We were able to release all the Western Gray Squirrels before Thanksgiving, including the one we called "Blackfoot." He was a subspecies of Western Gray Squirrel that joined us from the San Jose area, where most of the squirrels are non-native Eastern Gray or Fox Squirrels. This young squirrel had black feet and a lot more brown in the coat than our local Western Gray Squirrels. The Wildlife Center of Silicon Valley transferred him to us so he could grow up with other Western Gray Squirrels. At first he was a mean little thing but eventually became friends with two other squirrels. When he was ready for release, volunteers transported him in a nest box and returned him to Los Gatos and set him free.
We were hoping to release the flying squirrels before Christmas, but the weather for Twain Harte looks a little cold and wet, so we'll continue to care for them until the weather improves.
This adorable creature was with us just a week, fortunately. It had been hit by a car and had a very swollen right side of the head, as can be seen in the photo, and an injured eye. We also worried about its jaw, but once it was eating, we knew that was okay. The poop piles around the cage showed that it was moving around.
Rabbits are high-stress animals, and trying to decide just how much they will tolerate our "help" is difficult. Jackrabbits can even break their own backs with a kick, they kick so hard, so catching them for release is a very scary proposition. This rabbit was very obliging; it loped around the cage and into the kennel whenever we got too close. Did he suspect it would take him back to life in the wild?
We hope to provide interesting articles and fun features, a look into the world of the creatures around us and the efforts required to help them when needed. Your comments regarding what you like and what you might like to see in the future are welcome. This is for your interest and enjoyment.
Beate Polzine joined us last May and has been a great asset to us. She normally volunteers eight hours each week "in season" (when intakes are high, which can be April - September) and still comes to help now that things are calmer. In the more quiet times, there are still cages to be cleaned, repaired, and built, among other things. Beate especially enjoys such building, framing, and working with power tools, and her talents are certainly appreciated.
Like many local residents, Beate came from the Bay Area, where she worked at Lindsay Wildlife Experience in Walnut Creek, a museum and rehabilitation center, for four years. She found it beneficial and learned a lot, and her daughter worked there also. Here, she enjoys working with all the animals, as "all are special in their own way." The Western Gray Squirrels and Northern Flying Squirrels are fun to feed and crack her up. She loves the hawks and owls particularly and likes working with the Common Poorwill who's with us now. She also fosters cats and kittens all year, as she works with Northside Pet Connection in Coulterville and Sonora Cat Rescue. We're so glad to have such a caring and dedicated person with us!
Director’s Docket: And a New Year begins. 2019 brought us 247 intakes. We've got a few hold-overs, but that just reminds us why we are here. With the work-load lightened, we can focus on caging instead. This year we have workspace inside the barn, so we'll be able to build panels for cages regardless of the weather. It's nice to have something for the volunteers to do. We are hoping to complete new caging for rehabilitating wild rabbits. They do so much better isolated from the noise and foot traffic of daily activities, so finding a location off the beaten path is important. We are also hoping to build a new cage specifically for foxes. Having cages set aside for specific species means we can intake these other species and not have to juggle animals in our existing cages. Our hope of building a 100' flight cage is almost a reality. Stay tuned, it will be a metal carport type structure and we will be looking for a company to help build it, any ideas? -Laura Murphy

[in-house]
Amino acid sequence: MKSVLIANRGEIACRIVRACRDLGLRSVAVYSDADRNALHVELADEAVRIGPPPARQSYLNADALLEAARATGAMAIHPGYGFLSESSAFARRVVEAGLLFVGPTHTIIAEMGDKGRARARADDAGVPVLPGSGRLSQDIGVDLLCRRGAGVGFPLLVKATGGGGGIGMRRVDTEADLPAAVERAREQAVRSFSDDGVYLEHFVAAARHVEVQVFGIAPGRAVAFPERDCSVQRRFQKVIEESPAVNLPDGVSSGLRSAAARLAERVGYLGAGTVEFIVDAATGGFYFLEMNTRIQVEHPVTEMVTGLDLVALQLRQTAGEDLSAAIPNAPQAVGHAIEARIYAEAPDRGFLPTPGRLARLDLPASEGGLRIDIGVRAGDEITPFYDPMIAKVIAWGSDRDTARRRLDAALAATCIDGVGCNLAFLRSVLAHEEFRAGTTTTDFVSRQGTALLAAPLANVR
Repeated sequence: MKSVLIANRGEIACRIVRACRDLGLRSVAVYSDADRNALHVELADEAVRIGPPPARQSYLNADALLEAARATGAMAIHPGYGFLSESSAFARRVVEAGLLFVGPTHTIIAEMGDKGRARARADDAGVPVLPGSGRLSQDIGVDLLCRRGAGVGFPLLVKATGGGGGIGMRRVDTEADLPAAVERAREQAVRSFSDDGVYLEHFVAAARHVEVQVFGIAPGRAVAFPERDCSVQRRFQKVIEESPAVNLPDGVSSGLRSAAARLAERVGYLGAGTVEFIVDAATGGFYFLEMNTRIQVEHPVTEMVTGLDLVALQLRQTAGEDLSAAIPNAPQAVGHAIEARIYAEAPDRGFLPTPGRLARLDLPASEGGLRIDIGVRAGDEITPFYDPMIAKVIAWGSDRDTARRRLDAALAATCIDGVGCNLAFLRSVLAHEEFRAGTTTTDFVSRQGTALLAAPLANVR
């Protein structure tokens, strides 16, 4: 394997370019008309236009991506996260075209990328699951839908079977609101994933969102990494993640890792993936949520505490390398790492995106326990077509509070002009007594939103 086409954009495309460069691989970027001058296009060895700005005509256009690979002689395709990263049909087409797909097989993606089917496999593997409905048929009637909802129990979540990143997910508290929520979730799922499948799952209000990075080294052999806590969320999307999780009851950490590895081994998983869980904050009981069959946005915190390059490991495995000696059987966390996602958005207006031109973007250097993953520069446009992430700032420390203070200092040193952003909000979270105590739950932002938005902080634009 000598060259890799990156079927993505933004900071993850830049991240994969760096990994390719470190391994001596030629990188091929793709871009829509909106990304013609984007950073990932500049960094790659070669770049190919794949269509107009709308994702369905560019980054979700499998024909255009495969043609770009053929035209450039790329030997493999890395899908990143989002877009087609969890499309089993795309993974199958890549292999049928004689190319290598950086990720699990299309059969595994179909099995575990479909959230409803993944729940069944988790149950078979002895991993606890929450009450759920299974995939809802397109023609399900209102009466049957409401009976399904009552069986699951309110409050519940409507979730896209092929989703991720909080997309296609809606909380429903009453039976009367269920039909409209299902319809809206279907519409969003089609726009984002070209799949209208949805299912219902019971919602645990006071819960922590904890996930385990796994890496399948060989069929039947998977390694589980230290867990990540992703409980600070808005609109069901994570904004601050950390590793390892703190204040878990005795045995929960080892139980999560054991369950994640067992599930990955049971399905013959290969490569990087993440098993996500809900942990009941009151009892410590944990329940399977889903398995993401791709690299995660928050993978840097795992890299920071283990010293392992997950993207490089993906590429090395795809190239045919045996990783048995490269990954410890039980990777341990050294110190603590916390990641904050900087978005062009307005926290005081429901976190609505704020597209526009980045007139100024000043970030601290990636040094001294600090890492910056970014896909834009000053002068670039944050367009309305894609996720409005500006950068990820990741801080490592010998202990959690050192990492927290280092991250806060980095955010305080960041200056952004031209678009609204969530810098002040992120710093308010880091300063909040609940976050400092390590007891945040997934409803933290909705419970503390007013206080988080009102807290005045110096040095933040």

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Most of this newsletter was written by Helen Engledow and edited by her and Laura Murphy. Dave Robertson took the photo of Laura at the Spotted Owl release, The bear in snow is from Pixabay, Sharon South took the photo of the partially healed bat wing tear, Helen Engledow took the great bat close-up and the Grebe photos. Laura Murphy provided the remaining photos.
"Turn down the noise. Reduce the speed. Be like the somnolent bears, or those other animals that slow down and almost die in the cold season. Let it be the way it is. The magic is there in its power."
- Henry Mitchell
Reliable Volunteers - in particular, Baby Songbird feeders
- 4 hour shifts May - September
Paper Towels and Kleenex
Astroturf - long or short leaf
Heavy Duty Rubbermaid shelf liner
Gift cards - Lowe's, OSH, Amazon
- Gas Cards
old ice chests (we use these to transport donated frozen mice)
Mealworm Wranglers! We raise mealworms to feed some of the animals. We will train any Wrangler how to care for them. We will provide the plastic trays, the bran medium and carrots for food/moisture. Wranglers would maintain the colonies, sort when necessary, and keep the volunteers supplied with different sized mealworms. Interested?
Call 677-7249 for more information.
Currently in Care
Big Brown Bat
(3) Northern Flying Squirrels